The use of oral rehydration solutions, an effective, safe and inexpensive remedy for childhood diarrhea, is still low worldwide. Complications caused by the condition, which could be avoided with the use of medication, lead to half a million children dying every year, according to the WHO (World Health Organization).
To try to understand why prescriptions for solutions are low around the world, researchers from USC (Southeastern California University) conducted a study in India to identify the main reasons that lead to low adherence, especially in low-income countries, which concentrate cases of hospitalization and death from childhood diarrhea.
According to the authors, there are three main causes: the wrong perception of health professionals and care providers that parents have a preference for other treatments, such as antibiotics and vaccination (42%); lack of product stock in clinics (6%) and financial issues (5%).
“It’s a cheap and effective treatment, but even though it’s available, many doctors or healthcare professionals don’t prescribe it, and as a result, children are dying. What we discovered, surprisingly, is that what matters most is what the doctors think patients want it or not,” says Neeraj Sood, lead author of the study and researcher at USC.
The solution is available as a powder, must be diluted in water and taken in small sips throughout the day or at two-hour intervals, explains the researcher. One reason caregivers do not express their desire to receive the oral solution is fear of challenging a doctor or provider’s opinion, or because they do not feel comfortable.
“When you actually ask the parent or caregiver openly if they believe it is a good option, most patients agree with that statement,” says Sood.
Doctors estimate that, overall, 18% of parents and caregivers prefer oral solutions as a treatment for diarrhea in children up to five years of age. An even lower rate, 16%, refers to parents and caregivers who express a desire for the oral solution. When asked about their preferences, however, this figure goes to 48%.
About 9 in 10 (86%) healthcare professionals say that oral rehydration solutions are the most effective method of treatment for diarrhea and would prescribe them more frequently.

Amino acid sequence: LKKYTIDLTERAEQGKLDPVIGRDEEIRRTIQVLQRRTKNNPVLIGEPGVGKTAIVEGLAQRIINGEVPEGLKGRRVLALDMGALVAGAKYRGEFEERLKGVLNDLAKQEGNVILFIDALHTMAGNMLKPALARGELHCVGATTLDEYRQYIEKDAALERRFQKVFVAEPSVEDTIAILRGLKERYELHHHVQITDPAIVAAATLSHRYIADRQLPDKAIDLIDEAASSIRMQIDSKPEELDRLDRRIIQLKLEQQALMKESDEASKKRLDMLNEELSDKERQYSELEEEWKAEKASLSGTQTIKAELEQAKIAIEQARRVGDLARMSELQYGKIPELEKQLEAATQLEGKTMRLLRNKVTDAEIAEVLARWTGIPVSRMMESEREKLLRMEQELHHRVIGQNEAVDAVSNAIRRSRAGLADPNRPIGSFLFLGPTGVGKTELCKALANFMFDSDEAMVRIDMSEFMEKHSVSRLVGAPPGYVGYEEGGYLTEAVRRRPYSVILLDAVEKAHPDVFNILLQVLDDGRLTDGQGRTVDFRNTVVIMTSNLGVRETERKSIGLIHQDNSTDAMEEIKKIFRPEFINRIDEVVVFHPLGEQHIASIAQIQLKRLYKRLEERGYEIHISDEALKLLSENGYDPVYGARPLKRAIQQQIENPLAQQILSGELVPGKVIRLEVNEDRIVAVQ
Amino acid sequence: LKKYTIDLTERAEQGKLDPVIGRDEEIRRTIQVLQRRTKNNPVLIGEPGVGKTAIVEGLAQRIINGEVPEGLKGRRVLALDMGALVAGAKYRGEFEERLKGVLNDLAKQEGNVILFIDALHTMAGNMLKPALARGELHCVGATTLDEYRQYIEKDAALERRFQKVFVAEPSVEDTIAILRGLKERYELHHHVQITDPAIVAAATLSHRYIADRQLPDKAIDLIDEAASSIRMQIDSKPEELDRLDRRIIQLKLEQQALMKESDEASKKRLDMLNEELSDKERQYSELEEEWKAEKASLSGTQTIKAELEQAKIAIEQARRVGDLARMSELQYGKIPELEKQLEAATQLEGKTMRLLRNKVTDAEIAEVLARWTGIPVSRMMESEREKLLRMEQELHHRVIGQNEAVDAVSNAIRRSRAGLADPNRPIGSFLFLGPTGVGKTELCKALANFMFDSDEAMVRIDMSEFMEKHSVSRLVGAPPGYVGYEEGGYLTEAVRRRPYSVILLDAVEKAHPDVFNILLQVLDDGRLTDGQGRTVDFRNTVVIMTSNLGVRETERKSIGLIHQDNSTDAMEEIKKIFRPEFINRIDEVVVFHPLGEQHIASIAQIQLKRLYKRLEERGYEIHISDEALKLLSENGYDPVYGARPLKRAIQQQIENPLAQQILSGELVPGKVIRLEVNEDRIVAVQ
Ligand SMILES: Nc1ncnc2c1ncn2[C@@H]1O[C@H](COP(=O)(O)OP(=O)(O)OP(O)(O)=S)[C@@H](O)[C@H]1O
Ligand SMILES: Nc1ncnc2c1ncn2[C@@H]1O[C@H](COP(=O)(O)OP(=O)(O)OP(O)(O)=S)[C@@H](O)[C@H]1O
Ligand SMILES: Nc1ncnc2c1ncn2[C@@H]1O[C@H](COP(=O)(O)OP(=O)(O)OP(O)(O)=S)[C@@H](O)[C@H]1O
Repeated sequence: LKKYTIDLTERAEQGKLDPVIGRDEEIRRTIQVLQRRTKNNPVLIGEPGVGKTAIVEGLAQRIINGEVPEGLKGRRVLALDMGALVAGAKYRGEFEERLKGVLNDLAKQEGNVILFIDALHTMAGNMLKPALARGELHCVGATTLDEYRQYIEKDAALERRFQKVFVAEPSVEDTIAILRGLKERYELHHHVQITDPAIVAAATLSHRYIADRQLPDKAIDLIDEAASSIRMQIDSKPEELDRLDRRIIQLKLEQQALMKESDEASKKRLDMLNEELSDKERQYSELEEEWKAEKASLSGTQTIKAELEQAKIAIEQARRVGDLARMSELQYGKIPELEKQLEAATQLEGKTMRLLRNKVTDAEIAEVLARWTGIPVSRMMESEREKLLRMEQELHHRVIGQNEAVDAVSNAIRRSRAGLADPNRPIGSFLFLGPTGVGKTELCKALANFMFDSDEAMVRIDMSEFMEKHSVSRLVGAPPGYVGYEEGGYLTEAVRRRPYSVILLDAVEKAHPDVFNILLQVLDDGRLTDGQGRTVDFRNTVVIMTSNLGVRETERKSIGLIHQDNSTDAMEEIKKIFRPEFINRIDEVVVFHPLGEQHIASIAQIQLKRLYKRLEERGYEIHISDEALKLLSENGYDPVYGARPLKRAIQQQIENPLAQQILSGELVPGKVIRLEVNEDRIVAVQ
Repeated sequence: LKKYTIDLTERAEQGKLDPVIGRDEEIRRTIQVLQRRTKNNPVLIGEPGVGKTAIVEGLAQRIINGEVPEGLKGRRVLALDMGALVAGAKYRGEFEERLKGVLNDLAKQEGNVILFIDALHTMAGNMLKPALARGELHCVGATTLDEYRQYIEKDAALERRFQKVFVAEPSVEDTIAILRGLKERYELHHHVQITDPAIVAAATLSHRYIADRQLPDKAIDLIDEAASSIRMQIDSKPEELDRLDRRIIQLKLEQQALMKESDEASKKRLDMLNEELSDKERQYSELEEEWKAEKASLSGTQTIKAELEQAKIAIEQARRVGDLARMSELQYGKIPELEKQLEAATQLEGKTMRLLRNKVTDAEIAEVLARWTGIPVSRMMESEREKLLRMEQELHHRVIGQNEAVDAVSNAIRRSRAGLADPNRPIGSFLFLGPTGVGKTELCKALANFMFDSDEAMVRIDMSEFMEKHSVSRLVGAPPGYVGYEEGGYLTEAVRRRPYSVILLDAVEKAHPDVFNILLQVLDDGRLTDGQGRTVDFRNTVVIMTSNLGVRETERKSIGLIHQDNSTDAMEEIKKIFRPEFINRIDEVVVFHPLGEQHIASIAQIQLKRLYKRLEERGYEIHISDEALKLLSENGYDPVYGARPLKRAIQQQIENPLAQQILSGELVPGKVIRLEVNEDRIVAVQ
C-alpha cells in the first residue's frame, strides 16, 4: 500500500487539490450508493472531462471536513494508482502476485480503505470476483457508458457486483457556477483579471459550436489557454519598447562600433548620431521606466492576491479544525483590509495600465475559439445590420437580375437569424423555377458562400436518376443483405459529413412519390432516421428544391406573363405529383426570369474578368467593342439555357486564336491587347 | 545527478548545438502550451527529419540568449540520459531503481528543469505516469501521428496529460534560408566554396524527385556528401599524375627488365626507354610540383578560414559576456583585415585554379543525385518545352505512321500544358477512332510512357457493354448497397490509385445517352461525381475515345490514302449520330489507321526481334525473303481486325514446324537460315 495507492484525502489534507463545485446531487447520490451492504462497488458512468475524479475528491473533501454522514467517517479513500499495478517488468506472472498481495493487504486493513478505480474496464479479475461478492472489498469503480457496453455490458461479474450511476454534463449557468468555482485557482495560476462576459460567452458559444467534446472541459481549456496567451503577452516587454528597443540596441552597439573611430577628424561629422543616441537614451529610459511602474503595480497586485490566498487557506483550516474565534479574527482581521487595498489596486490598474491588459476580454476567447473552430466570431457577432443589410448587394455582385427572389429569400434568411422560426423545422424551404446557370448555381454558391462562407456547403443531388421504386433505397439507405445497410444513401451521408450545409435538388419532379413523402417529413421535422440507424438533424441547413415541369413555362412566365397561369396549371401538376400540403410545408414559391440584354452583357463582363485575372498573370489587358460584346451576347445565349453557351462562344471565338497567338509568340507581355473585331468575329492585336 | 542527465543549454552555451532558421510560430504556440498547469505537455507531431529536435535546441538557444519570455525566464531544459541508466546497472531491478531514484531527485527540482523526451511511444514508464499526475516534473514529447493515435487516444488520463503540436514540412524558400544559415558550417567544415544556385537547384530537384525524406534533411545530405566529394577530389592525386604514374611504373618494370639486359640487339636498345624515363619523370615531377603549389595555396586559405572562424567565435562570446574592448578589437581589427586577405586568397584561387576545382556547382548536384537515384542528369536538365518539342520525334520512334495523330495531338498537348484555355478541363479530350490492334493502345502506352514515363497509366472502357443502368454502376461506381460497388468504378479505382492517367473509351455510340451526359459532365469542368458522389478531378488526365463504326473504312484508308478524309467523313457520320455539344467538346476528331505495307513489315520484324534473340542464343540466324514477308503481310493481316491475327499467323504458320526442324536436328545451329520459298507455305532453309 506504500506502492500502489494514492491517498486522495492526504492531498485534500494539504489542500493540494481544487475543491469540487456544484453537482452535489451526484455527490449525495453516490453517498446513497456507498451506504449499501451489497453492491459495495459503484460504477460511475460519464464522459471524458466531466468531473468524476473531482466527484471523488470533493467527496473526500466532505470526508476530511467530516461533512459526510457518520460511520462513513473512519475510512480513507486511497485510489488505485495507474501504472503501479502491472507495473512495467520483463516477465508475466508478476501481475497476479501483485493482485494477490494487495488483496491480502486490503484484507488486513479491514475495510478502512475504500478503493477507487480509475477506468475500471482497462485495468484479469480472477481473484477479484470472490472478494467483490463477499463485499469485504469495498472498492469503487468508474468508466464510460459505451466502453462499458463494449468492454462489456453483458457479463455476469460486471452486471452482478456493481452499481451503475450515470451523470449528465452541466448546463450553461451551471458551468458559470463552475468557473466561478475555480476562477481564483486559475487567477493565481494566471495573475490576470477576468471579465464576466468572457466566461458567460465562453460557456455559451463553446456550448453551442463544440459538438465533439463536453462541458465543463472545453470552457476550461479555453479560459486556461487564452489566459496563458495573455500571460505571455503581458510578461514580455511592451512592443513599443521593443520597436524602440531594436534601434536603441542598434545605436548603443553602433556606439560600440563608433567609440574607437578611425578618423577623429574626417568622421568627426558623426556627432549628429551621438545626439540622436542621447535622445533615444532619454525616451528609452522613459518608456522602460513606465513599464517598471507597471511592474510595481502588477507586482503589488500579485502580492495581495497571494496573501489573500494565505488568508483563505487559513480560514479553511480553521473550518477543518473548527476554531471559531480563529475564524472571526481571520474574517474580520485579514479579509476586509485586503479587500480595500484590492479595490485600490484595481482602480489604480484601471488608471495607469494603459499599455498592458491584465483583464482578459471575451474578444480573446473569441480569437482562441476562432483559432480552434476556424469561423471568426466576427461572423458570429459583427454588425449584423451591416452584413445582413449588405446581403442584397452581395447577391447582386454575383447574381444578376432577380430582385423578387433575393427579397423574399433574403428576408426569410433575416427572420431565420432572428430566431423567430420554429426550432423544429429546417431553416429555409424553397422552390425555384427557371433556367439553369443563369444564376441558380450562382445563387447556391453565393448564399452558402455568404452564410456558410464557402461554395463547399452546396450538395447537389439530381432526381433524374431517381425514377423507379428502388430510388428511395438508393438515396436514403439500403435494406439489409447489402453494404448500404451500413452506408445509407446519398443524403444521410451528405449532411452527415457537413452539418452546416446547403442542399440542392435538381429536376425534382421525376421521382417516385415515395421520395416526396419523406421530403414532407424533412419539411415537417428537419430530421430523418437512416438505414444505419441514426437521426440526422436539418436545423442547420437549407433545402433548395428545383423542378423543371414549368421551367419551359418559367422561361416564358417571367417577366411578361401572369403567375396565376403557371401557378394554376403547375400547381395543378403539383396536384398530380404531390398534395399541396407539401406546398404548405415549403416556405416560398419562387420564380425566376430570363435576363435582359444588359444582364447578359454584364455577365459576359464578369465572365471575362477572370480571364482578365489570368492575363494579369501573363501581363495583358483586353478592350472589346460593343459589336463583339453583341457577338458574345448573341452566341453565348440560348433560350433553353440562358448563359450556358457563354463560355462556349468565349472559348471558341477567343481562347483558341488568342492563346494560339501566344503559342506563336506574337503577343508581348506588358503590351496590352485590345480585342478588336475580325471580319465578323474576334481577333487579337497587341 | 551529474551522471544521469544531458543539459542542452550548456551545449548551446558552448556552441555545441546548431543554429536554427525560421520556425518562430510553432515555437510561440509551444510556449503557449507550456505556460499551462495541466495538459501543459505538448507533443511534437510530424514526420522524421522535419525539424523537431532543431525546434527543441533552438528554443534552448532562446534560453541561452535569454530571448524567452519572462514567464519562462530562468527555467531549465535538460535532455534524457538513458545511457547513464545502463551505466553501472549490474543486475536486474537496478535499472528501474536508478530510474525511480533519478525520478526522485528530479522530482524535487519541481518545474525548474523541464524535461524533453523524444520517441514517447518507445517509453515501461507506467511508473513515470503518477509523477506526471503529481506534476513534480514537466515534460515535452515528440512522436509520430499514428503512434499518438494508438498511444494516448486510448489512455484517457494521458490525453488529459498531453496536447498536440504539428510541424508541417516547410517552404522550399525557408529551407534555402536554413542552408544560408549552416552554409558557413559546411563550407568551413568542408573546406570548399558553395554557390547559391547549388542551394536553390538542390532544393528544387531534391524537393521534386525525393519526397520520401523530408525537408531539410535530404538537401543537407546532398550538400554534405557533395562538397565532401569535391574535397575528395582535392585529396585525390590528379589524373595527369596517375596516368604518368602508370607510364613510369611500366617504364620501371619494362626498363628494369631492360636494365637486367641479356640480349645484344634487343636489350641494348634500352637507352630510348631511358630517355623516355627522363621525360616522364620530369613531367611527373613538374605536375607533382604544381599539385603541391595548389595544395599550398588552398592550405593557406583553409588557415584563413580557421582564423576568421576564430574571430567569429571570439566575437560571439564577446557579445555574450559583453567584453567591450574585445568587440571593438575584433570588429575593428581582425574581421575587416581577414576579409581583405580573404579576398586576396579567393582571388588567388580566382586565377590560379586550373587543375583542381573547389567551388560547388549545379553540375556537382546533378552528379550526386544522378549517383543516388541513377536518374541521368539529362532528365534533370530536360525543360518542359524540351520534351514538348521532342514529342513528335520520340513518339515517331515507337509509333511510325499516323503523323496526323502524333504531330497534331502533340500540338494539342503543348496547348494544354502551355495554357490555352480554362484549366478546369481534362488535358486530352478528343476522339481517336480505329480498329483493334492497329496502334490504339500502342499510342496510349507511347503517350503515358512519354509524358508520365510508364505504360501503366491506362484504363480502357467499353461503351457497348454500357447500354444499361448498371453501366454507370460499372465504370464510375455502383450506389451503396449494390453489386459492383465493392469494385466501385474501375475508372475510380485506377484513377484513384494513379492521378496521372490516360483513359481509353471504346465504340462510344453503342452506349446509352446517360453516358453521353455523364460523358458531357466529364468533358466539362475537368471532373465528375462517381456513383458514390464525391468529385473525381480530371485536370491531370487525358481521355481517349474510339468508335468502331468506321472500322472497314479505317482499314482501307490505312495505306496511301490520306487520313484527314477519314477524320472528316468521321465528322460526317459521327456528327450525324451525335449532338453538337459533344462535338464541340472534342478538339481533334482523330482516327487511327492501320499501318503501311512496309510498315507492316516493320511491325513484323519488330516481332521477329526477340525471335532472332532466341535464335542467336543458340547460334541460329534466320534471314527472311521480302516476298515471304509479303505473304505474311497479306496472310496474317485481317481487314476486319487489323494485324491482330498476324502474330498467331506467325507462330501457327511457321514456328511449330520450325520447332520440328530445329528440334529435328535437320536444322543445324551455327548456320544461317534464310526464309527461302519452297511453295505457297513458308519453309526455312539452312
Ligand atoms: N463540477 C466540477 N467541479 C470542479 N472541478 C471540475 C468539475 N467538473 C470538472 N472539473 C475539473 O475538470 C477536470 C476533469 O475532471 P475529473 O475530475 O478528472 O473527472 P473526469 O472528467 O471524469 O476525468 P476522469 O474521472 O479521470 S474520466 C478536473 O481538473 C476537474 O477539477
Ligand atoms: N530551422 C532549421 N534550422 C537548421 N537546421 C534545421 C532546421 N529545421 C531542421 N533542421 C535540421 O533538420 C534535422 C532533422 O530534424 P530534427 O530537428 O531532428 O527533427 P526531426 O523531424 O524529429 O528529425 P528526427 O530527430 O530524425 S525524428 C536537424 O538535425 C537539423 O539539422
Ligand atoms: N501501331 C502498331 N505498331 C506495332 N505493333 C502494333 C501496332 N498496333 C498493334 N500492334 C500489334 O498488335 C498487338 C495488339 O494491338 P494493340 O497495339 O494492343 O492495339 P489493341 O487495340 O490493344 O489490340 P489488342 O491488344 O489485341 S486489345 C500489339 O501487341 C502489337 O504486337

The study was published last Thursday (8) in the journal Science.
Childhood diarrhea can be caused by different pathogens, but around a third (33.5%) has rotavirus as its main etiological agent, a type of virus with common circulation and high contagion, especially in school environments. The main form of prevention is vaccination before the first six months of life.
A Sheetthe study’s corresponding author, Zachary Wagner, a researcher in the department of Economics, Sociology and Statistics at the Rand Corporation in Santa Monica, says that the research, conducted in some municipalities in India, can be extrapolated to other low- and middle-income locations with a high burden of the disease, provided that some observations are made.
“Although the situation in other countries with a high burden of childhood diarrhea is similar, the reasons that lead to the low use of oral solutions are not the same, as there may be other factors, such as greater assistance in the public service than in the private sector. [cerca de três quartos dos atendimentos de crianças com diarreia na Índia são em consultórios particulares]. Therefore, we hope that our results can be extrapolated to other contexts, [mas] with caution,” he said.
Finally, the authors conclude that as it is a solution that has been on the market for over 40 years and is low-cost, both for production and sale, it is important to reinforce the role of professionals in prescribing effective treatments.
“Sometimes providers will seek to prescribe a more expensive and ineffective medication, such as antibiotics for diarrhea caused by viruses,” they add.